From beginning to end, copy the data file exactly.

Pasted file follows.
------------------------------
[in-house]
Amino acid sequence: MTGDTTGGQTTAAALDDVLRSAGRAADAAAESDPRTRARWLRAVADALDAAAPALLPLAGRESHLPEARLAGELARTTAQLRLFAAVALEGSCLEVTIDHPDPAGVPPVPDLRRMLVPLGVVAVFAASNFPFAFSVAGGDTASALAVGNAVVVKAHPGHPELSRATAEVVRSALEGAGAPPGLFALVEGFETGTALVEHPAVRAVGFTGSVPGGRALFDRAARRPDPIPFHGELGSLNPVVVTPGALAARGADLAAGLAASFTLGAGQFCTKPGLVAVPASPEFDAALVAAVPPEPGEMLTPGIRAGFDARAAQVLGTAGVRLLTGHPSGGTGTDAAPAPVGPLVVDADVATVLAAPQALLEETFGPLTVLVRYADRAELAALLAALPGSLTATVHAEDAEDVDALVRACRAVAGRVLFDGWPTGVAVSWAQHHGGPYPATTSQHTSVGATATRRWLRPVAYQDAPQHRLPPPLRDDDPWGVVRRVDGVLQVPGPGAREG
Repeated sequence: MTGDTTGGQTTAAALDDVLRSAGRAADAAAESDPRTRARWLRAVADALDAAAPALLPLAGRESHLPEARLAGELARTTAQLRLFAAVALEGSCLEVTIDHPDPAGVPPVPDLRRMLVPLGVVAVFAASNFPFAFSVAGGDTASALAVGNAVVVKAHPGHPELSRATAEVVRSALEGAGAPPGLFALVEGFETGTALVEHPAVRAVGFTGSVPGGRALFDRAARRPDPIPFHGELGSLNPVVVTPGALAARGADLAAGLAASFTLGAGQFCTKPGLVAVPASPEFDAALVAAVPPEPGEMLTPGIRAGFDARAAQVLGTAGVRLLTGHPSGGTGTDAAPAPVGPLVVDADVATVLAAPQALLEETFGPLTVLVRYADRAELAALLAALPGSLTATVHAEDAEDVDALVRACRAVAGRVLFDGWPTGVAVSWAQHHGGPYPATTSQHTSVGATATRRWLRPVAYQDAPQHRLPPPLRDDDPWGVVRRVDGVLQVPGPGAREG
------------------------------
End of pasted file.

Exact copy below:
[in-house]
Amino acid sequence: MTGDTTGGQTTAAALDDVLRSAGRAADAAAESDPRTRARWLRAVADALDAAAPALLPLAGRESHLPEARLAGELARTTAQLRLFAAVALEGSCLEVTIDHPDPAGVPPVPDLRRMLVPLGVVAVFAASNFPFAFSVAGGDTASALAVGNAVVVKAHPGHPELSRATAEVVRSALEGAGAPPGLFALVEGFETGTALVEHPAVRAVGFTGSVPGGRALFDRAARRPDPIPFHGELGSLNPVVVTPGALAARGADLAAGLAASFTLGAGQFCTKPGLVAVPASPEFDAALVAAVPPEPGEMLTPGIRAGFDARAAQVLGTAGVRLLTGHPSGGTGTDAAPAPVGPLVVDADVATVLAAPQALLEETFGPLTVLVRYADRAELAALLAALPGSLTATVHAEDAEDVDALVRACRAVAGRVLFDGWPTGVAVSWAQHHGGPYPATTSQHTSVGATATRRWLRPVAYQDAPQHRLPPPLRDDDPWGVVRRVDGVLQVPGPGAREG
Repeated sequence: MTGDTTGGQTTAAALDDVLRSAGRAADAAAESDPRTRARWLRAVADALDAAAPALLPLAGRESHLPEARLAGELARTTAQLRLFAAVALEGSCLEVTIDHPDPAGVPPVPDLRRMLVPLGVVAVFAASNFPFAFSVAGGDTASALAVGNAVVVKAHPGHPELSRATAEVVRSALEGAGAPPGLFALVEGFETGTALVEHPAVRAVGFTGSVPGGRALFDRAARRPDPIPFHGELGSLNPVVVTPGALAARGADLAAGLAASFTLGAGQFCTKPGLVAVPASPEFDAALVAAVPPEPGEMLTPGIRAGFDARAAQVLGTAGVRLLTGHPSGGTGTDAAPAPVGPLVVDADVATVLAAPQALLEETFGPLTVLVRYADRAELAALLAALPGSLTATVHAEDAEDVDALVRACRAVAGRVLFDGWPTGVAVSWAQHHGGPYPATTSQHTSVGATATRRWLRPVAYQDAPQHRLPPPLRDDDPWGVVRRVDGVLQVPGPGAREG